annot_each = []
allannot = []
ann = dict()
for keys in temp:
    for a in temp[keys]:
        ann["polygon"] = restructure_polygon(
            dat["annotations"][a-1]["segmentation"])
        ann["polygon"] = ann["polygon"].tolist()
        ann["class_name"] = cat[dat["annotations"][a-1]["category_id"]]
        annot_each.append(ann)

    allannot.append(annot_each)
    annot_each = []
    ann = {}

In the code block above, we create a new instance with the "polygon" and "class_name" field in the "labels" list. Notice that the polygon structure is different in Hasty and COCO. The COCO format has the following structure of polygon:

  [165.59554730983302, 409.3358070500928, 157.84786641929497,395.9925788497218]

Whereas Hasty wants the polygon to look like this:

[[165.59554730983302, 409.3358070500928], [157.84786641929497,395.9925788497218]]

The following code does the job:

def restructure_polygon(polygon):
    polygon = np.array(polygon)
    reshaped_pol = np.reshape(polygon, (-1, 2))
    return reshaped_pol

The class name is extracted from a dictionary called "cat" that contains the indices with the character's name.

cat = dict()
cat[1] = "Homer"
cat[2] = "Marge"
cat[3] = "Maggie"
cat[4] = "Lisa"
cat[5] = "Bart""

At this point, the only task remaining is to add the annotations to the exported file.

filename = "simpsons_export.json"
with open(filename, 'r')as f:
    data = json.load(f)
    i = 0
    for vals in data["images"]:
        vals["labels"] = allannot[i]
        i = i+1
filename2 = "annotated_simpson.json"
with open(filename2, 'w') as f:
    json.dump(data, f, indent=4)

We iterate through the empty labels of our original file, "simpsons_export.json", and replace them with annotations present in the allannot variable. Then we write this data in a new JSON file called "annotated_simpson.json".

The entire code looks like this:

import json
import numpy as np
from collections import defaultdict


def restructure_polygon(polygon):
    polygon = np.array(polygon)
    reshaped_pol = np.reshape(polygon, (-1, 2))
    return reshaped_pol


f = open("instances.json")
dat = json.load(f)
f.close()

cat = dict()
cat[1] = "Homer"
cat[2] = "Marge"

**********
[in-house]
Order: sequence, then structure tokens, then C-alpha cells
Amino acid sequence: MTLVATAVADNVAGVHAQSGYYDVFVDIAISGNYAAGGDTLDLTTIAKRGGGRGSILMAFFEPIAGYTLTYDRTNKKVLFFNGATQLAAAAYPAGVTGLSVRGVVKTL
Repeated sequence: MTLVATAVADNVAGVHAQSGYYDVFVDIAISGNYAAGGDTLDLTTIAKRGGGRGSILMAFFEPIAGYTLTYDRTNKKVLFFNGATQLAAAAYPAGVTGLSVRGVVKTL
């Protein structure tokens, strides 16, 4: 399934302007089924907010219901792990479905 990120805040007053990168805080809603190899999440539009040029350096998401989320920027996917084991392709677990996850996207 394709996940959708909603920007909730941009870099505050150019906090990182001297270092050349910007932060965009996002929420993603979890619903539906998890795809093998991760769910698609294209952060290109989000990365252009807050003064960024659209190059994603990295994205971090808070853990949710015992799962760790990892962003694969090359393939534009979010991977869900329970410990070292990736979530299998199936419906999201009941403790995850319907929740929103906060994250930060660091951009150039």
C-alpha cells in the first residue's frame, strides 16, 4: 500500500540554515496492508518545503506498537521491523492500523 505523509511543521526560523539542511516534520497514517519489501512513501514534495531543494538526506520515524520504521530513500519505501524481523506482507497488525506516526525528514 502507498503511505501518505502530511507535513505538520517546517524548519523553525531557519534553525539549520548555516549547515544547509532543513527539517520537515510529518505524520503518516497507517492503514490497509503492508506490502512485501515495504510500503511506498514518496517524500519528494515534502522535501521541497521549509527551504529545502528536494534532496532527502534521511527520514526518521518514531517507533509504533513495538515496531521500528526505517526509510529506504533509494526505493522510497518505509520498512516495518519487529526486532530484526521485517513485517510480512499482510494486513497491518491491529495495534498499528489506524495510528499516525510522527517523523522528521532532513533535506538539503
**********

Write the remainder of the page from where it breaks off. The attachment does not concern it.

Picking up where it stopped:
cat[3] = "Maggie"
cat[4] = "Lisa"
cat[5] = "Bart"

annotations_id = [dat["annotations"][i]["id"]
                  for i in range(len(dat["annotations"]))]
img_id = [dat["annotations"][i]["image_id"]
          for i in range(len(dat["annotations"]))]


temp = defaultdict(list)

for delvt, pin in zip(img_id, annotations_id):
    temp[delvt].append(pin)
annot_each = []
allannot = []
ann = dict()
for keys in temp:
    for a in temp[keys]:
        ann["polygon"] = restructure_polygon(
            dat["annotations"][a-1]["segmentation"])
        ann["polygon"] = ann["polygon"].tolist()
        ann["class_name"] = cat[dat["annotations"][a-1]["category_id"]]
        annot_each.append(ann)

    allannot.append(annot_each)
    annot_each = []
    ann = {}
filename = "simpsons_export.json"
with open(filename, 'r')as f:
    data = json.load(f)
    i = 0
    for vals in data["images"]:
        vals["labels"] = allannot[i]
        i = i+1
filename2 = "annotated_simpson.json"
with open(filename2, 'w') as f:
    json.dump(data, f, indent=4)

Excellent, it is time to import the annotations!

Go to the project dashboard and click on the Import annotations (Beta) button.

Then create a new import and upload the expanded file in the Hasty JSON v1.1 format.

In our case, we named the import "Simpsons_labels". After the file is uploaded and checked, the import job will appear in the Import Jobs.

When the import is complete, the annotations will show up in the annotation environment.

Awesome, the labels are at their place! Also, please notice that all the annotated images are marked as "Done". This is the default setting for the import jobs but you can change it if you feel like it is needed.

Last updated on Jun 01, 2022